28 October 2010
So what’s in those big yellow boxes?
Brian Micklethwait

One of my favourite means of transporting myself is to go for walks, in London, and in particular beside the River Thames in London.  It is surely a significant transport issue that walking alongside the Thames in London has got steadily easier as the decades have passed, as more bits of riverside path have been added to what was already there.  I would love to learn more about who exactly set this process in motion and how it has been kept going.  Clearly, nobody is allowed to build anything next to the river now without a piece of riverside walk being included, even if it will only join up with the rest of the riverside walk years later.  Is there an office where all this is “coordinated”?

As I walk along next to the river, I see things, especially things in (or should that be “on”) the river (and a lot of things go by river these days), that puzzle me.  Like this:


I’m talking, in particular, about these:


You see these all the time, being dragged up and down the river.  But what’s in them?

With the magic of computerised photos, I can take a close look at what looks like it could be a clue:


WRWA?  Indeed.  WRWA.  Western Riverside Waste Authority.  Inside all those yellow boxes is: shit, basically.

Cory Environmental Ltd, the Authority’s Waste Management Services Contractor, operate two waste transfer stations situated on the River Thames in South London; one in Wandsworth and the other in Battersea.

So now I know.

  1. I would love to learn more about who exactly set this process in motion and how it has been kept going.

    The Thames Path is a National Trail (capitalised) and there is support and funding for such things from government, but I doubt that really is the story. The trend has been the same in every city on a river or harbour or seafront I know in the developed world. One can now walk a lot more of the shore of Sydney Harbour than one could a few decades back. Part of it is just de-industrialisation. There has been redevelopment, providing the opportunity to build paths. Plus less polluted waterways makes people more likely to want them.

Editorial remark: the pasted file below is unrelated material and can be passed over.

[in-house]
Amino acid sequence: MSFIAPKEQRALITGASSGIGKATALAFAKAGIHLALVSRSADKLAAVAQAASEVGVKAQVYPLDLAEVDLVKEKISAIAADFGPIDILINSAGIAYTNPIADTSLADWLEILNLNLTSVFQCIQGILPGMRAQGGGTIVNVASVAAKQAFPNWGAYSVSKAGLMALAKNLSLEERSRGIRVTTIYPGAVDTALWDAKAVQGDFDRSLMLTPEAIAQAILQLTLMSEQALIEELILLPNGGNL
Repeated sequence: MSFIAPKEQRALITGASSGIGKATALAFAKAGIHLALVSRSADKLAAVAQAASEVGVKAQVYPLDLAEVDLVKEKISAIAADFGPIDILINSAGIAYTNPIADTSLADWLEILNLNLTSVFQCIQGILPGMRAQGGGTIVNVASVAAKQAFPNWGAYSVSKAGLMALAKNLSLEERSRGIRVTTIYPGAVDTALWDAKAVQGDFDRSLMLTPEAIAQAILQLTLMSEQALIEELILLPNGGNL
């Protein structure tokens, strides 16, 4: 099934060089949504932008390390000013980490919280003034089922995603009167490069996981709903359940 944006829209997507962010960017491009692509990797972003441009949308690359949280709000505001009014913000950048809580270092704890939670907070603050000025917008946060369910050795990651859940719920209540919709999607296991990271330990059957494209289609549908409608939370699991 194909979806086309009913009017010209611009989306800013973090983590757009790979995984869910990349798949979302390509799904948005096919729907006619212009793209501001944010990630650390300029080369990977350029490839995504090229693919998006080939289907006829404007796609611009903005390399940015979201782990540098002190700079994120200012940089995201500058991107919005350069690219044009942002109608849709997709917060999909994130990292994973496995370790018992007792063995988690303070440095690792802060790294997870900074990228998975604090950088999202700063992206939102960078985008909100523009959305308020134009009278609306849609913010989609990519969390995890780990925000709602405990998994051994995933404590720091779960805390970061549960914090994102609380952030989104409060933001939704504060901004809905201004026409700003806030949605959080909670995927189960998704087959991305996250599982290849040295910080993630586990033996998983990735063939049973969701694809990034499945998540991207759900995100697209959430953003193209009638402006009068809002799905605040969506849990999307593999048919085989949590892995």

Posted by Michael Jennings on  28 October 2010 at 05:42 pm

  2. It’s always the same that the movment of shit is not recognized on the first glance. In NYC I was always wondering about these trains http://www.youtube.com/watch?v=Hlad9IxTLbo
    and this ship http://www.flickr.com/photos/peet/4691601995/

    Posted by PeetTheEngineer on  29 October 2010 at 01:02 am

  3. Many years ago, in those romantic days before containers, a small fleet of small ships operated from Manchester, down the Manchester Ship Canal, along past Liverpool and out into Liverpool Bay where they eliminated their cargoes and then returned back home to repeat the process. We referred to them as “Banana Boats”, beats “Yellow Containers”, I think.

    Posted by Peter Melia on  29 October 2010 at 11:24 pm

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